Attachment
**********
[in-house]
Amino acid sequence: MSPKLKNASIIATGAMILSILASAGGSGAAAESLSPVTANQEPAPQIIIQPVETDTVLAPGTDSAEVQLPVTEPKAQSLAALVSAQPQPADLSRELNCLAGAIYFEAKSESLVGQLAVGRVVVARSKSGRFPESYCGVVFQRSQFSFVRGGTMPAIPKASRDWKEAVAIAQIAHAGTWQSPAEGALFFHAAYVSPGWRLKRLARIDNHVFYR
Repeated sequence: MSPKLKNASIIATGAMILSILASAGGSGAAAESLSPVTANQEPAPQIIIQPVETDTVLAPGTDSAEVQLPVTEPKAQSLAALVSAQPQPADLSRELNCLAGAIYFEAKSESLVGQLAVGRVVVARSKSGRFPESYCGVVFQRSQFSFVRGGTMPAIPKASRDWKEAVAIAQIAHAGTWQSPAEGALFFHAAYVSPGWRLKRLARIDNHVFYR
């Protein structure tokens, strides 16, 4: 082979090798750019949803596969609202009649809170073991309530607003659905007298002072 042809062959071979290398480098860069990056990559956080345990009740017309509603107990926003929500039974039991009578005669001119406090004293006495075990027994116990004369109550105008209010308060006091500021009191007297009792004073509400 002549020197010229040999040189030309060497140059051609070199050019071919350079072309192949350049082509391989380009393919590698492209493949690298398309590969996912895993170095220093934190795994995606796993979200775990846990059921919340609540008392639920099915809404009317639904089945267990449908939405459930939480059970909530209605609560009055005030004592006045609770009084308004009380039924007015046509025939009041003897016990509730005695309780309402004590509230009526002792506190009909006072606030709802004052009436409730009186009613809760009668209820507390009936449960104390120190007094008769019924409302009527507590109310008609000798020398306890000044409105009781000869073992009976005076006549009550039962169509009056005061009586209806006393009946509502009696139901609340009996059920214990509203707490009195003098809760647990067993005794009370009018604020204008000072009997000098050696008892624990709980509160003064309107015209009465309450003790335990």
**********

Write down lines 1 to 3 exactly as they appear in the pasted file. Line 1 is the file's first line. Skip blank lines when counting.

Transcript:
[in-house]
Amino acid sequence: MSPKLKNASIIATGAMILSILASAGGSGAAAESLSPVTANQEPAPQIIIQPVETDTVLAPGTDSAEVQLPVTEPKAQSLAALVSAQPQPADLSRELNCLAGAIYFEAKSESLVGQLAVGRVVVARSKSGRFPESYCGVVFQRSQFSFVRGGTMPAIPKASRDWKEAVAIAQIAHAGTWQSPAEGALFFHAAYVSPGWRLKRLARIDNHVFYR
Repeated sequence: MSPKLKNASIIATGAMILSILASAGGSGAAAESLSPVTANQEPAPQIIIQPVETDTVLAPGTDSAEVQLPVTEPKAQSLAALVSAQPQPADLSRELNCLAGAIYFEAKSESLVGQLAVGRVVVARSKSGRFPESYCGVVFQRSQFSFVRGGTMPAIPKASRDWKEAVAIAQIAHAGTWQSPAEGALFFHAAYVSPGWRLKRLARIDNHVFYR